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My idea on policy objects

I've been thinking for a while on how to make permission handling more modular while maintaining ease of use. I'm a big fan of CanCan's outer mechanism, in that I ask the question "can I read this post?", or more specifically can? :read, post. The simplicity of that is where I think permission checking needs to be. As for defining abilities, that leads to be something less than desired. An ability becomes a nightmare to maintain relatively quickly. It knows more than one object should about the system and isn't modular. I can't take one permission out and use it elsewhere, instead having to copy and paste it into another ability file and tweak it to make it fit. A policy object seems like the solution, but I haven't seen any implementation that is easy to use on the outside. With that this is what I have been thinking.

A policy can have any number of objects assigned to it but only one context. Most, if not all, cases will suffice with a single responsibility policy but why limit ourselves. The context is the key, it is what we're checking our permissions against. If we ask our policy a question we want to get an answer. What I didn't like about CanCans implementation was it built its permissions against the context. This was highly inflexible as the context has more chances to change then an object yet that's what was happening. A policy should care about the object it is for foremost and check against the context when asked.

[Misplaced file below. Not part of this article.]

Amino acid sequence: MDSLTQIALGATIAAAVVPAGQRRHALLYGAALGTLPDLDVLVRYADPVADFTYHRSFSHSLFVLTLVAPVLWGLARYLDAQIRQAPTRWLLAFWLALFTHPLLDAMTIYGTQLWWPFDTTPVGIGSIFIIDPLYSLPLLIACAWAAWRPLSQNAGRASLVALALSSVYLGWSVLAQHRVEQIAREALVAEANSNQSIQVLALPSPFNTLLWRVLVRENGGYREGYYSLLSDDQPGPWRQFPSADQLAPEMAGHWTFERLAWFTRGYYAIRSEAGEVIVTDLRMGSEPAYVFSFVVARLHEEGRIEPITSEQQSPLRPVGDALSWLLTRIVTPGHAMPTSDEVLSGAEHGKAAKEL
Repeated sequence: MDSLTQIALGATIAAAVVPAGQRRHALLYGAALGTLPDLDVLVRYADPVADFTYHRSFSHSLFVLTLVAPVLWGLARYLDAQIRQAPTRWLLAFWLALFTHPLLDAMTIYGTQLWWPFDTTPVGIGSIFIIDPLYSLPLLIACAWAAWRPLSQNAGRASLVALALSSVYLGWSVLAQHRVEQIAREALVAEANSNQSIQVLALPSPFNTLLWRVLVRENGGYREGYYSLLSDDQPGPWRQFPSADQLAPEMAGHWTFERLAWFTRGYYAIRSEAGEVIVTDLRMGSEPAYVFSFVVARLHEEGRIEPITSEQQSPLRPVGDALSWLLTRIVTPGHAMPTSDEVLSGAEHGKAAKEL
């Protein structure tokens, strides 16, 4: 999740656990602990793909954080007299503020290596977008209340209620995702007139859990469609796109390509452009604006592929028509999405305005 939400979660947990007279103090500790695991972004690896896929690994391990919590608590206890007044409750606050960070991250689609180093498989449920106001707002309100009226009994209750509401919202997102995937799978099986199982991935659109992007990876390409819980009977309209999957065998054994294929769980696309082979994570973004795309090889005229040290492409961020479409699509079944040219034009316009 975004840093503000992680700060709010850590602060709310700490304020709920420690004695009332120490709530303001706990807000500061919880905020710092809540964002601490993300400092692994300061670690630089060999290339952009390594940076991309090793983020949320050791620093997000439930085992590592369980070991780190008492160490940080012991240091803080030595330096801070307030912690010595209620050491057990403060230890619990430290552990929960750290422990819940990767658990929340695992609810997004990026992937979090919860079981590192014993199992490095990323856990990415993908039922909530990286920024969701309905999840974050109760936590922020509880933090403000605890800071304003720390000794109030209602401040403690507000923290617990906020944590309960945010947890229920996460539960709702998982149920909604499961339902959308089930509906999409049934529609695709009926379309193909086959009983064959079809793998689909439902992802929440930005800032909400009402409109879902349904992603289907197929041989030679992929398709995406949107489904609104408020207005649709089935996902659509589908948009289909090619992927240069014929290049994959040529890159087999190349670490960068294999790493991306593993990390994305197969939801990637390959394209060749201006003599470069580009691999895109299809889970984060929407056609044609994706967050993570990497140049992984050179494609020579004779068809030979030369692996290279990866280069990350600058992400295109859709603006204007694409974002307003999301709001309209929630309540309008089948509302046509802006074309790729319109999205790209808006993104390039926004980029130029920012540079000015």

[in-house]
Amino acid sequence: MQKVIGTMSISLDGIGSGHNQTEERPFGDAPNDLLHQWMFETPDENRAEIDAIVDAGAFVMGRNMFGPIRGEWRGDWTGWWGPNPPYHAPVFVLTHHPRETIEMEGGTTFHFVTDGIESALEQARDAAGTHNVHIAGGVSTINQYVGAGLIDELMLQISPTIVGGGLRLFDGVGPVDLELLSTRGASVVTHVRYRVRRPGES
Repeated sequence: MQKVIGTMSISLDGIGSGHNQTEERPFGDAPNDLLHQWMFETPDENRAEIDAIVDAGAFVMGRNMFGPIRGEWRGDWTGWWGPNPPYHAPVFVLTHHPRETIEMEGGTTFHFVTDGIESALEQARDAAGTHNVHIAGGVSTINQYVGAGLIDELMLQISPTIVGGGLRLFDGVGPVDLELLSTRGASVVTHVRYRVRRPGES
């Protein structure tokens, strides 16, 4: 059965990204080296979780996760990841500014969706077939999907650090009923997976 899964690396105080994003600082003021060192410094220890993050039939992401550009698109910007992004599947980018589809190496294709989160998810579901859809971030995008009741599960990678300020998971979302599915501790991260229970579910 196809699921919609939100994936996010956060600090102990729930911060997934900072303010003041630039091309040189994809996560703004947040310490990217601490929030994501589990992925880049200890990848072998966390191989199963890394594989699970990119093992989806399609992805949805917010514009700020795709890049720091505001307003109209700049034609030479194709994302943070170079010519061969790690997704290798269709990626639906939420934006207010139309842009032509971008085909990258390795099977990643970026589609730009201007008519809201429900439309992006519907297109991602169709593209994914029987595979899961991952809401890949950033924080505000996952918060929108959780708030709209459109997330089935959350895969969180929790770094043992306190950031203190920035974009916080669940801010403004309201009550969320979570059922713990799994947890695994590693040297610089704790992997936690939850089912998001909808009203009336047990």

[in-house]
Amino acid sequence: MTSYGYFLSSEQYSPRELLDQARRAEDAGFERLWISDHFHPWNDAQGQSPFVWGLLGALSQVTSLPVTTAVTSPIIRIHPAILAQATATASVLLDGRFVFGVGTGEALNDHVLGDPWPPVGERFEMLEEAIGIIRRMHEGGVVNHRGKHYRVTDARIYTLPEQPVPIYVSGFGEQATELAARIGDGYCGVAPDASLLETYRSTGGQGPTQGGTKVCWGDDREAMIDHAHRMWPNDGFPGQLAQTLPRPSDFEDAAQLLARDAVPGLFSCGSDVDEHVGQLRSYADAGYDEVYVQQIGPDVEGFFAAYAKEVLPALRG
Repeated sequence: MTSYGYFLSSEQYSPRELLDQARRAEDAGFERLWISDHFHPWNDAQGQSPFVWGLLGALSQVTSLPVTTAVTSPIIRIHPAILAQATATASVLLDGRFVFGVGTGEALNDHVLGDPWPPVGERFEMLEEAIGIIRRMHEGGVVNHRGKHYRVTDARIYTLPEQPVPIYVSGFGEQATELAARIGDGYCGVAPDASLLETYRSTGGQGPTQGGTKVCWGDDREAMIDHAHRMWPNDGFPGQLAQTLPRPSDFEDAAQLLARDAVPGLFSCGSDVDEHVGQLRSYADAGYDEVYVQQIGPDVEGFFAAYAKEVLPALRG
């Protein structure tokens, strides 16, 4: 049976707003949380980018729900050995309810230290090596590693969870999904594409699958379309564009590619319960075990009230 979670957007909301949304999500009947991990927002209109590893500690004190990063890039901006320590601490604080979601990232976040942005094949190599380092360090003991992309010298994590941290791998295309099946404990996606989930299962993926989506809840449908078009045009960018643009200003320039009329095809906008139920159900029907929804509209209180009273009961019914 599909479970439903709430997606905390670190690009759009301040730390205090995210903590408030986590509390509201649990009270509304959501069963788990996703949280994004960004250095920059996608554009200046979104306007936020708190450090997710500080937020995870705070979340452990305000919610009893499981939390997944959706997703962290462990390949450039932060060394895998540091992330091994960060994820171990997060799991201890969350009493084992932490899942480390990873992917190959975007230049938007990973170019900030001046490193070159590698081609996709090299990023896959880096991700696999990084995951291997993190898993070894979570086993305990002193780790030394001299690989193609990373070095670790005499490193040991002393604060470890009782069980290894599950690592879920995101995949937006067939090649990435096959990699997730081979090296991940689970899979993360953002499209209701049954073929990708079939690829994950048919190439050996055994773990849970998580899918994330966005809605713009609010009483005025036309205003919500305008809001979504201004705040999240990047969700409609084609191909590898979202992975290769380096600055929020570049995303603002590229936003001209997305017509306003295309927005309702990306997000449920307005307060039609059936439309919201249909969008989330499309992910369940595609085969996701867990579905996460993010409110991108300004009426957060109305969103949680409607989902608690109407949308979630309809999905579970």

So we start with a simple policy, which is similar to an ability. What is different is that each action is a method prefixed by the word can, as so:

class PostPolicy
  attr_reader :post

  def initialize post
    @post = post

  def can? action, context = nil
    method = "can_#{action}?"
    respond_to?(method) && send(method, context)

  def can_create? user == user

  def can_destroy? user == user

The model has a helper method to fetch the policy and assign it itself. This allows the model to return different policies for different states or circumstances if we so want.

class Post
  def to_policy self

After all that, all that is needed is some tiny glue code in the controller/view and we get:

def can? action, object
  return true unless object.respond_to? :to_policy
  object.to_policy.can? action, current_user

def edit
  if can? :edit, post
    render :edit
    head :forbidden

This mechanism replaces CanCan quite nicely while being very module and separating permission concerns more concisely. This is a very crude sample of code but can be a very simple yet powerful plugin for any app.

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